There are various conflicting definitions of "dumb terminal" but as time goes by, more and more terminals are called dumb. This document mainly covers text terminals which display only text on the screen. It could have been titled "Dumb-Terminal-HOWTO". But in some magazines articles, any terminal, no matter how smart, including ones which present a full graphical user interface (GUI), are called dumb. If all terminals are "dumb" then there is no point of prefixing the word "dumb" to terminal (except as a sales pitch to sell computers or the like in place of "smart" terminals). Due to the ambiguous meaning of "dumb terminal" it is not classified here as a type of terminal.
For a text terminal, a 2-way flow of information between the computer and the terminal takes place over the cable that connects them together. This flow is in bytes (such as ASCII) where each byte usually represents a printable character. Bytes typed at the keyboard go to the computer and most bytes from the computer are displayed on the terminal screen. Special control bytes (or sequences of bytes) from the computer tell the terminal where to move the cursor to, what to erase, where to begin and end underlining and/or blinking and/or bold, etc. There are often hundreds of such special commands and most terminals can even change fonts.
The communication uses characters (letters) encoded using a code chart for the character set being used. Usually, the first 128 bytes out of 256 possible bytes use ASCII codes. Terminals for Unix-like systems, normally connect to computers via a cable running between the asynchronous serial ports (RS-232-C = EIA-232-D) of the host computer and the terminal. Sometimes the connection is via modem or terminal server, etc.
Other names for text terminals are "dumb terminal", "serial terminal", "character-cell terminal", "character terminal", "ASCII/ANSI terminal", "asynchronous terminal", "data terminal", "video terminal", "video display terminal" (VDT), and "green terminal" (since many used green displays). In olden days "video display unit" (VDU) was used for terminals but strictly speaking, it excludes the keyboard.
"Block mode" was used exclusively by old IBM mainframe terminals but many modern terminals also have this capability (which is not used much). In block mode, the characters you type are temporarily retained in the terminal memory (and may possibly be edited by a built-in editor at the terminal). Then when the send key (or the like) is pressed, a block of characters (sometimes just a line of characters) is sent to the computer all at once. Block mode (as of late 1998) is not supported by Linux. See section Block Mode.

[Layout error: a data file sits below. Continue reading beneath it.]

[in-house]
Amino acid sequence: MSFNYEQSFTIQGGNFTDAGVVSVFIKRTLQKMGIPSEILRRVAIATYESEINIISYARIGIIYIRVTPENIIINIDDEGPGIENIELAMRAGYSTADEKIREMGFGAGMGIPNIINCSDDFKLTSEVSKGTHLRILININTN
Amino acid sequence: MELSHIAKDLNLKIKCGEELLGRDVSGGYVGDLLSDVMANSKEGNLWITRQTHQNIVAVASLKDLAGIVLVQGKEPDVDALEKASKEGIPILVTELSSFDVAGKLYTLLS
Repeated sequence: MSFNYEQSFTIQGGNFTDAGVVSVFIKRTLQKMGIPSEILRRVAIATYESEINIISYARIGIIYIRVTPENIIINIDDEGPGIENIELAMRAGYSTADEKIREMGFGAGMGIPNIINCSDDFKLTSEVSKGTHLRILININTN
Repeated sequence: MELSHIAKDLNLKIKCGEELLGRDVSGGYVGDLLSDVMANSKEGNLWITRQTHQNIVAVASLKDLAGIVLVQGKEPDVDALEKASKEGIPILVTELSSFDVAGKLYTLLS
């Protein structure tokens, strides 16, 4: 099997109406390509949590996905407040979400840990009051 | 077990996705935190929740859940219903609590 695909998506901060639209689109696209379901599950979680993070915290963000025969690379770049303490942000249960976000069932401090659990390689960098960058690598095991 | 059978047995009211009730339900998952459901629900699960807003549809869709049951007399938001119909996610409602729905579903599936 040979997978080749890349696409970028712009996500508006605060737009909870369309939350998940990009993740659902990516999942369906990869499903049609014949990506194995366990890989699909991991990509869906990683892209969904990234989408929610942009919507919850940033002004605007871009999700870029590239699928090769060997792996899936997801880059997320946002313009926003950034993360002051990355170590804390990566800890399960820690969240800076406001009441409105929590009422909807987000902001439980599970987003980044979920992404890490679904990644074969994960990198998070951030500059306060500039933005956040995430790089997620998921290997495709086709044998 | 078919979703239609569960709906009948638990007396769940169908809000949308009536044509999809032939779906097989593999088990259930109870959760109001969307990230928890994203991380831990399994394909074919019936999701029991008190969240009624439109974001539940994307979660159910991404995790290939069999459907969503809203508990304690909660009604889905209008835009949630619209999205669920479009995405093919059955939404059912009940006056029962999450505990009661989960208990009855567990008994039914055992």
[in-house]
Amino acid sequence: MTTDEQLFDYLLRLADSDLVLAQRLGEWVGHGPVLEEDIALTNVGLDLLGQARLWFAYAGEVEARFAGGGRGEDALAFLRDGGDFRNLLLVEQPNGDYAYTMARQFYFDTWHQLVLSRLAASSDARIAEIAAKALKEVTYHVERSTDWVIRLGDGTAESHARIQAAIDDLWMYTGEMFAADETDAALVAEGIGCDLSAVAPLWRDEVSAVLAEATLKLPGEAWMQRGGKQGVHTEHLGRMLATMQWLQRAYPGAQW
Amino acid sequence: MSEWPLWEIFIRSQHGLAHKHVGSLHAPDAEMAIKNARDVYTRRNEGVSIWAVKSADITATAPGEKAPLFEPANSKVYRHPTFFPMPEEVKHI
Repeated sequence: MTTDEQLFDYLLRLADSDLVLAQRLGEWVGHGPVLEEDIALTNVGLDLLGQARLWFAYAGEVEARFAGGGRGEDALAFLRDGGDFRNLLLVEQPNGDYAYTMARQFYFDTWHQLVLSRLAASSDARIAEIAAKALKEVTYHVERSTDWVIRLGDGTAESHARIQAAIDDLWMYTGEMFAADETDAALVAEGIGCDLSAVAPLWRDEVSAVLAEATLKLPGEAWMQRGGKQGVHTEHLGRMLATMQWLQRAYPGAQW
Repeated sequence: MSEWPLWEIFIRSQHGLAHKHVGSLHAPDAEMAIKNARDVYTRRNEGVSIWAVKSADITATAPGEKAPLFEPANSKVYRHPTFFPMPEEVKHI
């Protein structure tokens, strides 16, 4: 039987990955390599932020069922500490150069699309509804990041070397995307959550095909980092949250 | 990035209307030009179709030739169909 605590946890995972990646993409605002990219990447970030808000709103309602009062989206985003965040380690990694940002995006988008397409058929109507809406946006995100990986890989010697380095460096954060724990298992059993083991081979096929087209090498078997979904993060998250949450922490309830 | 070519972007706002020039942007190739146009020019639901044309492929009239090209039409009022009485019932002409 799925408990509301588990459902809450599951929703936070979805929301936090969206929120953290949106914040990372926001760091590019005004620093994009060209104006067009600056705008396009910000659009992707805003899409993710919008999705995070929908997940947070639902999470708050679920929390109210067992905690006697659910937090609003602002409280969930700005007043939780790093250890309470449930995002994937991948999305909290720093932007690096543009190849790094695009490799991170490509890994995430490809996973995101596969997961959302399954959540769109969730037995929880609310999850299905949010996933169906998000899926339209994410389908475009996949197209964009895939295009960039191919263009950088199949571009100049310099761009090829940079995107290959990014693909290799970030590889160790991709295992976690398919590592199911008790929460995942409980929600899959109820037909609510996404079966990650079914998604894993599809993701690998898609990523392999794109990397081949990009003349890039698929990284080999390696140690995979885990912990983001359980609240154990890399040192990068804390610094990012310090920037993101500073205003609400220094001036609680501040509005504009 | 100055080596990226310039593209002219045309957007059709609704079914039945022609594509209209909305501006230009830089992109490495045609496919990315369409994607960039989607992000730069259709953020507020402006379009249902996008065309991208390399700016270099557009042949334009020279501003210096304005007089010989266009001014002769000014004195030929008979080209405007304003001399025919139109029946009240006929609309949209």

Many text terminals can display bit-mapped images, but not in color. Unfortunately, the popular image formats used on the Internet are not supported. The protocols for terminal graphics include: Tektronix Vector Graphics, ReGIS (DEC), Sixel (DEC), and NAPLPS (North American Presentation Level Protocol Syntax).
Even without bit-mapped images, ordinary text terminals can sort of display images. One may form arrows <--- and draw boxes with _ and |. With special graphic character sets that have a lot of special characters for line drawing, even more is possible. But even without a graphic character set, one may produce "ascii graphics" art. The term "graphics terminal" usually means a terminal that can display bit mapped images. However, this term is sometimes applied also to text-only terminals since text is a limited form of graphics.
There are two basic types of graphics displays: raster and vector (rarely used). Raster graphics (bit-mapped) puts dots on the screen by horizontal scan lines drawn by an electron beam (or by activating pixels or dots on a flat screen). Vector graphic displays were intended to be used for monochrome screens that don't have any dots. They use smart electronics to draw lines and curves with an electron beam that can move in any direction (at any angle and location). True vector graphics draws high quality lines without zig-zags but is both rare and expensive. For more details see http://www.cca.org/vector/. Raster graphics is almost universally used today for both PCs and text terminals. For PCs, images encoded in vector graphic format are sometimes used but they are translated to raster graphics format for display (with a resulting drop in image quality).
Since "thin clients" are not text terminals, this HOWTO only provides a brief overview of them. There are other HOWTOs that cover them in more detail. See Related HOWTOs, etc.. Thin clients are thin (minimal) client computers that behave something like terminals. Since text terminals (except for very old ones) run an embedded operating system, they are also like a computer. Thin-clients need more computing power. In contrast to text-terminals thin clients all display a modern high-speed GUI. They are dependent on more powerful computers (servers) for their operation. For a true thin client terminal, the computing work and disk storage will all be done on the server. At the other extreme, most of this work and storage is done at the thin client but some things such as administration, still depend on the server. Since such a client is not really "thin" it may more correctly be called a "fat client".